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Monday, February 28, 2011

"And I'd Like To Thank My Wife, Uhhhhh, Whatever Her Name Is"

I'm not sure I'll ever see anything funnier than Christian Bale last night at the Oscars, as he clearly couldn't remember his wife's name... while she looked on, stunned, from the audience! Julie was over watching the show with us, and she immediately pointed it out, but I refused to believe it. I mean, c'mon: how can a man possibly forget the name of his spouse?! But we rewound it when Julie insisted that that's what had just happened, and sure enough, she was right. This definitely tops any recorded tirade of Bale's that ever has been, or ever will be released for public consumption!

And I really hope he's planning to lose that beard before filming on The Dark Knight Rises begins! Maybe his wife, whatever her name is, will force that issue before she divorces him.

[Update later that same day: Jimmy Hinckley makes the case, in a Comment, that perhaps Bale was just too choked up to say his wife's name. I hope that's what it was. It's inconceivable to me that someone would forget his own spouse's name, as I clearly stated to... Mrs Holmes... last night! :-) ]

Sunday, February 27, 2011

A Pattern Emerges

I'm noticing a definite pattern in my Killzone 3 multiplayer experience thus far: I try a role - eg. Engineer - and initially suck at it, dragging my kill-to-death ratio lower and lower. Then I start to get the hang of it, and my results slowly improve, to the point where I'm finishing most games with a KTD higher than 1.00. At some point I decide to try out a new role - eg. Marksman - and the sequence starts all over again, which can be quite humbling, let me tell you!

I've now "mastered" Engineer and Marksman, but haven't tried Infiltrator, Tactician or Medic yet, except in the Botzone arena. I'm not sure which to try next. As a Marksman tonight, I was completely disgusted when one group of team mates seemed utterly oblivious to the requirement that our Engineers need to be fixing ammo dumps for us! Since I only spawn with 80 rounds in my Assault Rifle as a Marksman, I had the displeasure of running out of ammo several times... which usually resulted in me dying pretty quickly. A couple times I was able to claim a fresh gun off a nearby corpse, but c'mon people! That's no way to play as an Engineer, for crying out loud!

Anyway, it's a terrific game, and I've already logged over 6 hrs of online play in my first 4 days of owning it!

Saturday, February 26, 2011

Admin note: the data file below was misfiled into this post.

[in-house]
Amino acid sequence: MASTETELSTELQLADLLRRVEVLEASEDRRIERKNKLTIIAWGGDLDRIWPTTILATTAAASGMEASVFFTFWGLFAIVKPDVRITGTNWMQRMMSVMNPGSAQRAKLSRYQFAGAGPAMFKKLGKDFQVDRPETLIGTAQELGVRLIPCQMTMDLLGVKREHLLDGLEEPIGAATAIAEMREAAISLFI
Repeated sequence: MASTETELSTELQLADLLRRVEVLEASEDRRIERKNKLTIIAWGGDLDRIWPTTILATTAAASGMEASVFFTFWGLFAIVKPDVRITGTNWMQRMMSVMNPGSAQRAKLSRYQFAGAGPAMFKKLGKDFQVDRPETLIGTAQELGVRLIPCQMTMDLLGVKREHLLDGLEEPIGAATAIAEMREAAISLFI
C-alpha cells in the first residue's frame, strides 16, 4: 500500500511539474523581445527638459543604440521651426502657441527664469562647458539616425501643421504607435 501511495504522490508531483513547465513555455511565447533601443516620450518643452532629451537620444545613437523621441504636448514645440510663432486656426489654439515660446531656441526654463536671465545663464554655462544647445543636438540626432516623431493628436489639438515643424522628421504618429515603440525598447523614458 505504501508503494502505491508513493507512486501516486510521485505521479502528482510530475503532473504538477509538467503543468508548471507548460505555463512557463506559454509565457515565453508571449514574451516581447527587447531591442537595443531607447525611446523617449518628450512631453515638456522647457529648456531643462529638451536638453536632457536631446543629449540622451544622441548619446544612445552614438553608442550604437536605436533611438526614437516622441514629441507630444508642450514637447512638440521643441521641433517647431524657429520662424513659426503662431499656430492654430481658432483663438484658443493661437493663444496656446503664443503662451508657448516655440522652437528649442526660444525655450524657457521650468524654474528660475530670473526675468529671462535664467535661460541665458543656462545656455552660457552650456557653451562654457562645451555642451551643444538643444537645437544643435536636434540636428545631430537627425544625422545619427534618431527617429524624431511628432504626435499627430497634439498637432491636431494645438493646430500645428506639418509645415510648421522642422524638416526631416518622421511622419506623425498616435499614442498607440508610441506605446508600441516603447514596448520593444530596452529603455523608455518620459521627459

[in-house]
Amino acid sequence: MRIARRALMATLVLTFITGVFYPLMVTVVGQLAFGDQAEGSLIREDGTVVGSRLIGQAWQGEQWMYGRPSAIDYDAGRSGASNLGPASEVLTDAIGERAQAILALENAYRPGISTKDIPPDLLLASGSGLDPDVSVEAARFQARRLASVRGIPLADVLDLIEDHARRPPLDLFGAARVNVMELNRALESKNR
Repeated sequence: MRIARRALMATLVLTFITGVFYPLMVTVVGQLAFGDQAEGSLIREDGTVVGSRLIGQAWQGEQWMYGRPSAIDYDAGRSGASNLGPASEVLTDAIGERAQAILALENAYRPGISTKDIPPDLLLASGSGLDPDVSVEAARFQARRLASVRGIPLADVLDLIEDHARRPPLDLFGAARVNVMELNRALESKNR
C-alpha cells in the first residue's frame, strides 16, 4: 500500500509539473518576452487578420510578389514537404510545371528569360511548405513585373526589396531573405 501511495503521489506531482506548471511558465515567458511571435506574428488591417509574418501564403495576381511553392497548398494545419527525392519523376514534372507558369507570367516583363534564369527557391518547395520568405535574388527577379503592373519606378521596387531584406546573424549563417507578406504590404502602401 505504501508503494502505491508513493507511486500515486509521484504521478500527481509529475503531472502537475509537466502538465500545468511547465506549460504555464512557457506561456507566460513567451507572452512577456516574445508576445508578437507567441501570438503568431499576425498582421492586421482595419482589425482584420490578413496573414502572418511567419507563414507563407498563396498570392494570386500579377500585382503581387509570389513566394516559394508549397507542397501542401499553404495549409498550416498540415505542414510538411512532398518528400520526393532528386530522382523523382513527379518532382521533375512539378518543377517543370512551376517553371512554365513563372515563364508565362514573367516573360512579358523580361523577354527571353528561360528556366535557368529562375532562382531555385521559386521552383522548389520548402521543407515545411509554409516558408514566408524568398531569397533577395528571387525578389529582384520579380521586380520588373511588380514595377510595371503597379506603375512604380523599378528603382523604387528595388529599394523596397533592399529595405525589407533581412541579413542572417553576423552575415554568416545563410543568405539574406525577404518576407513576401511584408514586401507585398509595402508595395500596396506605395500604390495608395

Nice 5:00 Inspirational Speech By A Good Guy

Here's the Man from Mars, himself, telling us a little bit about the year he's had.

Back In Familiar Territory

It took a little more than 3 hours of playing time, but I just finished pushing my Killzone 3 kill-to-death ratio up over 1.00 for the first time! It's now sitting at 1.03, which is a far cry from the 0.41 that I had on my first day of playing. I had several really good games today, including a 10-3 finish and a 9-4 result. It's probably as much an indication of who you end up playing against at any given time as anything else, but it still feels good to be in positive territory on this new game now.

I played as an Engineer for the duration today but may move to Marksman over the weekend. As far as ranks go, I'm sitting at Sergeant II right now, or level 11 of 45.

Friday, February 25, 2011

Life Imitating 'Art'

The news stories about "superheroes in the real world" just keep on coming! Now it sounds like Seattle has its own Civil War-style rift forming ("Civil War" in this case referring to the Marvel Comics story of a few years back, rather than to the 19th century emancipation of the American slaves). I suppose it was only a matter of time before this particular example of life imitating (comic) art would follow it even farther down that rabbit hole!

Thursday, February 24, 2011

Early Killzone 3 Impressions

There's a small but vocal segment of my blogging audience that likes to hear what I think about the video games I play, and so this post (like so many others) is for them!

I've now logged about an hour of Multiplayer Killzone 3, which I'd not ventured into when trying out the beta/demo that was released earlier in the month. I stuck to Botzone then, and I'm wondering now if I should've done that indefinitely! No, no, Matt, don't be like that! That's just the frustration talking, as I sit on a Kill-to-Death ratio around 0.5 after nearly a dozen Team Deathmatches (called Guerrilla Warfare in this game). My first game saw me finish with 1 kill and 7 deaths, followed by one in which I had 2 kills and 9 deaths. Quite the comedown from my 1.40+ KTD in Call of Duty: Black Ops over the holidays!

The truth is, though, this is a very different game. The roles - or 'careers', as they're referred to here - are quite specialized, with you choosing to operate as an Engineer, Medic, Infiltrator, Marksman or Tactician. Each type has special abilities associated with it, although most of those are initially locked and can only be accessed once you've earned enough 'unlock points' (by playing and accomplishing stuff) and then decide where to apply them. In my Botzone time in the beta, I tried each type, but found that I liked the Marksman and Engineer best. So that's where I started yesterday, in both the Botzone and Multiplayer arenas for the full game.